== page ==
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Every year, numerous events occur on February 11 to commemorate International Day of Women and Girls in Science. Each possibility is distinct, as diverse, and inventive as the individuals and organisations engaged. The 7th International Assembly of Women and Girls in Science will be conducted virtually this year at the United Nations Headquarters in New York. But what are the importance and history of this day?
Gender equality has long been a priority for the United Nations. Along with science and the empowerment of women and girls, they are all critical to global economic development and progress toward achieving internationally agreed-upon development goals, such as the 2030 Agenda for Sustainable Development. Over the last 15 years, the international community has worked hard to inspire and engage women and girls in science. Nonetheless, they continue to face challenges that prevent them from actively engaging in science.Continue reading “11 February: International Day of Women and Girls in Science 2022”
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To mark the celebration of the International day on Women and Girls in Science YUVA District of Pamplemousses is holding a talk and discussion session at International College of Triolet on the 11th of February 2016 from 10:30 to 11:30.
Gender equality and the empowerment of women and girls are both vital for economic development of world. Since science and gender equality are partners in the achievement of developmental goals internationally, YUVA District of Pamplemousses is organising a dialogue session to mark the celebration of the International Day on Women and Girls in Science 2016.
This dialogue session aims at not only inspiring and engaging girls and women in science but also to promote their participation in education and training in the field on science and at the same time promoting equal access of women and girls to employment in the field of science and technology. Our vision behind is to have full and equal access to and participation in science for women and girls, and further achieve gender equality and the empowerment of women and girls. At the same time this dialogue session aims at raising public awareness on employment and decision-making processes in the sciences and contributing in the elimination all discrimination against women and girls.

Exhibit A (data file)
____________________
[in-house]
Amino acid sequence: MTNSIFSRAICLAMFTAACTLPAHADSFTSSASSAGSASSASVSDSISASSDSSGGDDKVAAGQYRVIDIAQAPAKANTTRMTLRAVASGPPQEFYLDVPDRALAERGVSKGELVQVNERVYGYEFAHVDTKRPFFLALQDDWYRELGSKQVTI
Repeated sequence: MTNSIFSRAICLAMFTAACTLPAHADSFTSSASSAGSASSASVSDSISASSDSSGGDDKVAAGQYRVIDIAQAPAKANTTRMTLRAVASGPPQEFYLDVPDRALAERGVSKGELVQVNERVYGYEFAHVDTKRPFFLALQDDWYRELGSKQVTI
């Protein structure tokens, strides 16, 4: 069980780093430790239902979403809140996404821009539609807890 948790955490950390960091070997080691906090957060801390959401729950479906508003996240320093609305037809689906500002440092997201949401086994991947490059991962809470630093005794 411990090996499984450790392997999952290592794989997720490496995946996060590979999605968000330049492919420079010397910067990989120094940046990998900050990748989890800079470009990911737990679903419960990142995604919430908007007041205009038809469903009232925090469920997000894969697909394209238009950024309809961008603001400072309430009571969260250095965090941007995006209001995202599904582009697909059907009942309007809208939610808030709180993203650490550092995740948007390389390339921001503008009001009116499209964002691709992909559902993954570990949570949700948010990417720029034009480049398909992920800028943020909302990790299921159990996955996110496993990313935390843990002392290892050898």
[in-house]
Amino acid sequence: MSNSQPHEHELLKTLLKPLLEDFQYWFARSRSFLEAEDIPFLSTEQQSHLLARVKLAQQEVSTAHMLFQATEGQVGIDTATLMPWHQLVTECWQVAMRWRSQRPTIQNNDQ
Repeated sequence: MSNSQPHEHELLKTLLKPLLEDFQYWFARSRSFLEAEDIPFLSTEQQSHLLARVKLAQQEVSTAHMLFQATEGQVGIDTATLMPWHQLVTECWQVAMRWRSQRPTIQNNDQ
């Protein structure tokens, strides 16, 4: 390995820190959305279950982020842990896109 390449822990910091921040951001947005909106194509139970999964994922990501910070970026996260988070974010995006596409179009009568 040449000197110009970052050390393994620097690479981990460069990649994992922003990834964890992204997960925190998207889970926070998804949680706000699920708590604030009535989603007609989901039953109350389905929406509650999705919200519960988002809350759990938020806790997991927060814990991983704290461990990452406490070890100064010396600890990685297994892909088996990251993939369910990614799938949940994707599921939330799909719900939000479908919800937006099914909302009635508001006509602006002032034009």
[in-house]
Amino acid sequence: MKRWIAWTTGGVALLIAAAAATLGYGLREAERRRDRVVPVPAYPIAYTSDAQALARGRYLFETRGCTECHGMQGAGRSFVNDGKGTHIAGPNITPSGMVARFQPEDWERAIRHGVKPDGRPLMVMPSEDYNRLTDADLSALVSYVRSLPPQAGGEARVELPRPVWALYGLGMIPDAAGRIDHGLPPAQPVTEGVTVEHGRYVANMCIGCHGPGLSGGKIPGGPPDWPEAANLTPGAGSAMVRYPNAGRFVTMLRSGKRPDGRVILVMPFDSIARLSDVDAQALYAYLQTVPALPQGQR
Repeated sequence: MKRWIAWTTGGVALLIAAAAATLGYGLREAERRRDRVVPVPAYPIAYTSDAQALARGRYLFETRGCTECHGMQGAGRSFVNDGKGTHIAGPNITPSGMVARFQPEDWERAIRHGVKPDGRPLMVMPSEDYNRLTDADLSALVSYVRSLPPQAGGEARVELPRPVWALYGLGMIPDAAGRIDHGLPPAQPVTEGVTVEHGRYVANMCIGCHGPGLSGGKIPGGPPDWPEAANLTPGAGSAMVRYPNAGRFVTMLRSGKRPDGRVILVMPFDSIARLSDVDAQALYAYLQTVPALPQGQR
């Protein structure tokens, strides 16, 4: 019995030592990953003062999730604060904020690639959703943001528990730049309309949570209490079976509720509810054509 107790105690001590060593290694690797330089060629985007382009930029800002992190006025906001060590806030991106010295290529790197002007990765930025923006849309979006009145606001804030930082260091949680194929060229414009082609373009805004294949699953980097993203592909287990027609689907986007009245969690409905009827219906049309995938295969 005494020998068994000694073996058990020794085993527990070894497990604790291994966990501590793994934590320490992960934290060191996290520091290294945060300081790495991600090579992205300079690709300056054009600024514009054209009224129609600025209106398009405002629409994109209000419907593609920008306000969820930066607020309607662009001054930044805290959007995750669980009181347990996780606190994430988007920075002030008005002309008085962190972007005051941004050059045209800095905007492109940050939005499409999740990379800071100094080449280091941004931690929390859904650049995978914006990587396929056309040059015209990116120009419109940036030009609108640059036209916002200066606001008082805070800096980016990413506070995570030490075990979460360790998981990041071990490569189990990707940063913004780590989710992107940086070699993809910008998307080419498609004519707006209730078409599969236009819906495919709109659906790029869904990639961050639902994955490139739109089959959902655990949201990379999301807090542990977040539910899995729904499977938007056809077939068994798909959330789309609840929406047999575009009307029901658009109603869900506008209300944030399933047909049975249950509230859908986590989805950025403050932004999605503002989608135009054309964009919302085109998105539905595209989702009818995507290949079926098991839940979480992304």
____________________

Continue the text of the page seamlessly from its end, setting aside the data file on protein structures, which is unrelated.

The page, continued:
The dialogue session targets youngster aged 15 to 18 and will be held on 11 February 2016. The session shall be done in collaboration with the Ministry of Gender Equality, child Development and Family Welfare.
In order to achieve gender equality sensitization of youngsters is also important. It is crucial to promote career development for women in science and recognize the achievements of women in science to achieve sustainable development.
”Women Empowerment and bring in the limelight the status of women in science. My aim is also to sensitize our youngster especially girls on the achievements of women and girls in the field of Science and also to sensitize them on their roles , participation and contribution in society.” – Pooja Bhatoo, Project Leader
Established by UNESCO in 2001, World Science Day for Peace and Development is celebrated worldwide on 10 November each year. It offers an opportunity to demonstrate to the wider public why science is relevant to their daily lives and to engage them in debate on related issues.
By throwing bridges between science and society, the aim is to ensure that citizens are kept informed of developments in science, while underscoring the role scientists play in broadening our understanding of the remarkable, fragile planet we call home and in making our societies more sustainable. Recent themes have included ‘towards green societies’ (2011), science for the rapprochement of peoples and cultures (2010) and astronomy (2009).